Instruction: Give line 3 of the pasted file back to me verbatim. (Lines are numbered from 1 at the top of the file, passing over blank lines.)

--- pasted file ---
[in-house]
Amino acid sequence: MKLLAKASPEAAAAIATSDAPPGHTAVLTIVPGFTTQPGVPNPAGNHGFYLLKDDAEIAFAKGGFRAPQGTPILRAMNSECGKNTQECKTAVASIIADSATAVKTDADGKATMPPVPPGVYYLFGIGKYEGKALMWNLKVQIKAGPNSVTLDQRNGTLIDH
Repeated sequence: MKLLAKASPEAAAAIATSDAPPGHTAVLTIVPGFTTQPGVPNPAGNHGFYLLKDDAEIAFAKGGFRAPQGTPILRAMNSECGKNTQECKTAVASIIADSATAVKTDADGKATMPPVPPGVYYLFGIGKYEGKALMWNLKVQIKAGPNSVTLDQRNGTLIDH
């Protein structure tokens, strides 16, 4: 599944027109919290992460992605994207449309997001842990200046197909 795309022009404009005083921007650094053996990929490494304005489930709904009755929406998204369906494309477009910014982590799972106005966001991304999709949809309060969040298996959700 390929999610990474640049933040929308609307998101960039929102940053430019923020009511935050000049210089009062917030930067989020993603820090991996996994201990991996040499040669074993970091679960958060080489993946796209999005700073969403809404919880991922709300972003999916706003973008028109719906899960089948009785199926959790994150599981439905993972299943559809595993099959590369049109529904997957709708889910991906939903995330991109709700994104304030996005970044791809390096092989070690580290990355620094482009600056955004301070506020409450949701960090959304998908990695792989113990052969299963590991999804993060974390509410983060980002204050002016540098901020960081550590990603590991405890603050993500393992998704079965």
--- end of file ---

Repeated sequence: MKLLAKASPEAAAAIATSDAPPGHTAVLTIVPGFTTQPGVPNPAGNHGFYLLKDDAEIAFAKGGFRAPQGTPILRAMNSECGKNTQECKTAVASIIADSATAVKTDADGKATMPPVPPGVYYLFGIGKYEGKALMWNLKVQIKAGPNSVTLDQRNGTLIDH